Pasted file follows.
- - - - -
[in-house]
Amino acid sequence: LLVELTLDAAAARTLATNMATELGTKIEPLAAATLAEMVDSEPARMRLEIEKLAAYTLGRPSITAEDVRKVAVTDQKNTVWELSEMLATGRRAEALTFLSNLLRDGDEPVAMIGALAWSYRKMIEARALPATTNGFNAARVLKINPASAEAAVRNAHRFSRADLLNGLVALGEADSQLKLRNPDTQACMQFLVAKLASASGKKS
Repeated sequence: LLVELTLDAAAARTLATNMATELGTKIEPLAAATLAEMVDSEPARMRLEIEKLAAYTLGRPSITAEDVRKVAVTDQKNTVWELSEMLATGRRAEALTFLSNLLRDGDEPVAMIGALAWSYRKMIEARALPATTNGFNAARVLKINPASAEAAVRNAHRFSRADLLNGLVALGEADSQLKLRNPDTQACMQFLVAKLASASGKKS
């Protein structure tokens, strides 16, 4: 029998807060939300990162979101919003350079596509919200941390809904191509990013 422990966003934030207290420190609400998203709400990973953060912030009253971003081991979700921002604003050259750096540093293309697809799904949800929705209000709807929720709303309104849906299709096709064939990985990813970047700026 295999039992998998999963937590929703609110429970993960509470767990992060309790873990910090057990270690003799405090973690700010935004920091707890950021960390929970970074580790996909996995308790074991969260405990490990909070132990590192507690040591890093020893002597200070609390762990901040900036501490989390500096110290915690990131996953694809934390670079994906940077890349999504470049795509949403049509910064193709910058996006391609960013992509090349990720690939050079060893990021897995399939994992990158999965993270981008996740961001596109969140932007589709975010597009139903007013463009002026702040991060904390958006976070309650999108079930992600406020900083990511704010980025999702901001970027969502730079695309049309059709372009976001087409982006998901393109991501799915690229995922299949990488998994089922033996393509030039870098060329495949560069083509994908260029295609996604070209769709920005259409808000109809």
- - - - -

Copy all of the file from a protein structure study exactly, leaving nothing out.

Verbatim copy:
[in-house]
Amino acid sequence: LLVELTLDAAAARTLATNMATELGTKIEPLAAATLAEMVDSEPARMRLEIEKLAAYTLGRPSITAEDVRKVAVTDQKNTVWELSEMLATGRRAEALTFLSNLLRDGDEPVAMIGALAWSYRKMIEARALPATTNGFNAARVLKINPASAEAAVRNAHRFSRADLLNGLVALGEADSQLKLRNPDTQACMQFLVAKLASASGKKS
Repeated sequence: LLVELTLDAAAARTLATNMATELGTKIEPLAAATLAEMVDSEPARMRLEIEKLAAYTLGRPSITAEDVRKVAVTDQKNTVWELSEMLATGRRAEALTFLSNLLRDGDEPVAMIGALAWSYRKMIEARALPATTNGFNAARVLKINPASAEAAVRNAHRFSRADLLNGLVALGEADSQLKLRNPDTQACMQFLVAKLASASGKKS
């Protein structure tokens, strides 16, 4: 029998807060939300990162979101919003350079596509919200941390809904191509990013 422990966003934030207290420190609400998203709400990973953060912030009253971003081991979700921002604003050259750096540093293309697809799904949800929705209000709807929720709303309104849906299709096709064939990985990813970047700026 295999039992998998999963937590929703609110429970993960509470767990992060309790873990910090057990270690003799405090973690700010935004920091707890950021960390929970970074580790996909996995308790074991969260405990490990909070132990590192507690040591890093020893002597200070609390762990901040900036501490989390500096110290915690990131996953694809934390670079994906940077890349999504470049795509949403049509910064193709910058996006391609960013992509090349990720690939050079060893990021897995399939994992990158999965993270981008996740961001596109969140932007589709975010597009139903007013463009002026702040991060904390958006976070309650999108079930992600406020900083990511704010980025999702901001970027969502730079695309049309059709372009976001087409982006998901393109991501799915690229995922299949990488998994089922033996393509030039870098060329495949560069083509994908260029295609996604070209769709920005259409808000109809």